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What is "Red Andesine", also known as "Red Labradorite"?

 
"Red Andesine" aka "Red Labradorite" is a variety of feldspar similar in composition to both Labradorite and Sunstone, but with different color and appearance, and, as recently revealed, appears to have been color-enhanced by heat or other treatments not usually applied to either labradorite or sunstone. 
 
The name itself can be confusing -- traditionally, "Labradorite" is the name for a phenomenal variety of feldspar originally found in Labrador.  It exhibits an iridescent, multi-colored sheen called  "labradorescense", and can sometimes also be found as cats-eye or star stones.  Generally, labradorite is not treated with heat or other enhancements.  Labradorite is one of a number of closely-related feldspars collectively known as "andesine".
 
Other types of andesine feldspar can be found in several colors, including the other main gem variety, "Sunstone", which is mined primarily in Oregon and has a red-orange to red color. The best sunstones have intense, striking color and show fine  needles or rays of copper called "schiller".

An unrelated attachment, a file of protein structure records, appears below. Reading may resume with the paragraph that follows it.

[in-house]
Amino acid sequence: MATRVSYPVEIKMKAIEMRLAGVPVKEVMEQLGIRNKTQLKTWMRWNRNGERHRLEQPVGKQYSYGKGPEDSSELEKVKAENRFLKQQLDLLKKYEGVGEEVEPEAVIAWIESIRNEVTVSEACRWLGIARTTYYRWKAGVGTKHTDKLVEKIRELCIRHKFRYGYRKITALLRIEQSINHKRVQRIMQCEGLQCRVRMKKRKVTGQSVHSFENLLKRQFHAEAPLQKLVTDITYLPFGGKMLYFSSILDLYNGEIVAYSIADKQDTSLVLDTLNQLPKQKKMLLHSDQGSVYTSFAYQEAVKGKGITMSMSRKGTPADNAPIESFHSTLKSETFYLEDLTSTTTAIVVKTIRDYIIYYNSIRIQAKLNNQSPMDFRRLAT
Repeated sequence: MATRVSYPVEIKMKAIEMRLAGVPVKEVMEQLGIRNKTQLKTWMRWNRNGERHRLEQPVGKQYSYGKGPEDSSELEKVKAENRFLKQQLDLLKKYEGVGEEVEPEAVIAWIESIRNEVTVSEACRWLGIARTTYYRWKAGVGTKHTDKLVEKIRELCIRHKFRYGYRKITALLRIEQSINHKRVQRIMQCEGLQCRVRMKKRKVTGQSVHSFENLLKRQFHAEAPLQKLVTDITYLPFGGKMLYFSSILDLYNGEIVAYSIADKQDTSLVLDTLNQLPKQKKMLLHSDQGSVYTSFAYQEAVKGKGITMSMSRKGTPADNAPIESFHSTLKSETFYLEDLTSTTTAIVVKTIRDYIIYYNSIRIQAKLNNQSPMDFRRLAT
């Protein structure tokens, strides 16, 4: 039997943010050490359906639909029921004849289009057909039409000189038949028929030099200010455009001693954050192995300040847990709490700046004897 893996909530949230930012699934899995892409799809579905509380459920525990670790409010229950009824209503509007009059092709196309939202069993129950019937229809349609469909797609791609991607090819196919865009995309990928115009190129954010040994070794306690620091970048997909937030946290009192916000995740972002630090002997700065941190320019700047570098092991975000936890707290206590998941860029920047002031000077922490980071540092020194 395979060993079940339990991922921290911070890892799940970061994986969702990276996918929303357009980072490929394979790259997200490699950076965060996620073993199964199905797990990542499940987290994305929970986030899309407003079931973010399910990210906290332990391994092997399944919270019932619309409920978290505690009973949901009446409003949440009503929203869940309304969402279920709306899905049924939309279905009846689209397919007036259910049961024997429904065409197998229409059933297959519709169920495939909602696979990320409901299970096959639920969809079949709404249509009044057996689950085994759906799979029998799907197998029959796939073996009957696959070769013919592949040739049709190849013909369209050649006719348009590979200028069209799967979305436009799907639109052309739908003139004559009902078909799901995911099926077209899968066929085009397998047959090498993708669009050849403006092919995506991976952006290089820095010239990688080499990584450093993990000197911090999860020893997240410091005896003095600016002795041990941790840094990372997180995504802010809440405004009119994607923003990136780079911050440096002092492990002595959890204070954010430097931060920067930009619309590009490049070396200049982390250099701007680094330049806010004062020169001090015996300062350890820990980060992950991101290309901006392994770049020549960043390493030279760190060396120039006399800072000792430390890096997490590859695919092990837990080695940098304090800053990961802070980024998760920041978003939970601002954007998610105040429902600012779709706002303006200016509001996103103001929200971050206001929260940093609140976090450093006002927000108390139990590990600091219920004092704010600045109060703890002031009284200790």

Within the past several years, large quantities of so-called "Red Andesine" have appeared in the gem markets and particularly on television shopping channels.  While originally promoted as a "natural" untreated gem of mysterious origin, recent gemological analysis shows that both the red and green andesine varieties that are widely sold show evidence of artificial color enhancement.  The exact form of treatment is not yet known, but may involve heat, diffusion of chemicals into the surface of  the stones, or other forms of treatment that are sometimes used to change or enhance the color and value of gemstones and gemstone rough.
 
Red andesine and red labradorite often show beautiful, bright colors -- but it now appears that those colors are due to enhancement, rather than being inherent to the stones themselves.